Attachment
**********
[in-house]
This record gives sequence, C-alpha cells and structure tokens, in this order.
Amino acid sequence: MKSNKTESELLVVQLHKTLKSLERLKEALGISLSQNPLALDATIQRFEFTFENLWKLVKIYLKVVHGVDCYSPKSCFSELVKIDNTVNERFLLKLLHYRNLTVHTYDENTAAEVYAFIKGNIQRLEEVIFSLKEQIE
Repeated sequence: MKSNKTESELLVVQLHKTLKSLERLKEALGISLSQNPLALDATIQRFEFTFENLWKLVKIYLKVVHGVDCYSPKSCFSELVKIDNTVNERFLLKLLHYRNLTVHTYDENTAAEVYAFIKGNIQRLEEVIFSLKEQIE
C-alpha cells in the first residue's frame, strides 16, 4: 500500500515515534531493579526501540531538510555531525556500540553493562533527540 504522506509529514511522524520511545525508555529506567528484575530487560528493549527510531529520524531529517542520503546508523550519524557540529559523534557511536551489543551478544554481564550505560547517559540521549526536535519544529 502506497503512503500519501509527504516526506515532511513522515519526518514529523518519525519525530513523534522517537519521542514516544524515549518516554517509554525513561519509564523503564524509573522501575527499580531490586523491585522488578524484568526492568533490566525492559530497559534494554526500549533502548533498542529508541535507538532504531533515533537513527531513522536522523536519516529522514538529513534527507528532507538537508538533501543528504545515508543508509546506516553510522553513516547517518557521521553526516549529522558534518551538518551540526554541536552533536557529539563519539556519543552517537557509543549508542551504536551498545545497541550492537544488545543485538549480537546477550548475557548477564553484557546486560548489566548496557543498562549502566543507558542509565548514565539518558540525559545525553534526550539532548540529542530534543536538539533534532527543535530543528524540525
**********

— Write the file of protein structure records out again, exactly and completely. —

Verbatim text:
[in-house]
This record gives sequence, C-alpha cells and structure tokens, in this order.
Amino acid sequence: MKSNKTESELLVVQLHKTLKSLERLKEALGISLSQNPLALDATIQRFEFTFENLWKLVKIYLKVVHGVDCYSPKSCFSELVKIDNTVNERFLLKLLHYRNLTVHTYDENTAAEVYAFIKGNIQRLEEVIFSLKEQIE
Repeated sequence: MKSNKTESELLVVQLHKTLKSLERLKEALGISLSQNPLALDATIQRFEFTFENLWKLVKIYLKVVHGVDCYSPKSCFSELVKIDNTVNERFLLKLLHYRNLTVHTYDENTAAEVYAFIKGNIQRLEEVIFSLKEQIE
C-alpha cells in the first residue's frame, strides 16, 4: 500500500515515534531493579526501540531538510555531525556500540553493562533527540 504522506509529514511522524520511545525508555529506567528484575530487560528493549527510531529520524531529517542520503546508523550519524557540529559523534557511536551489543551478544554481564550505560547517559540521549526536535519544529 502506497503512503500519501509527504516526506515532511513522515519526518514529523518519525519525530513523534522517537519521542514516544524515549518516554517509554525513561519509564523503564524509573522501575527499580531490586523491585522488578524484568526492568533490566525492559530497559534494554526500549533502548533498542529508541535507538532504531533515533537513527531513522536522523536519516529522514538529513534527507528532507538537508538533501543528504545515508543508509546506516553510522553513516547517518557521521553526516549529522558534518551538518551540526554541536552533536557529539563519539556519543552517537557509543549508542551504536551498545545497541550492537544488545543485538549480537546477550548475557548477564553484557546486560548489566548496557543498562549502566543507558542509565548514565539518558540525559545525553534526550539532548540529542530534543536538539533534532527543535530543528524540525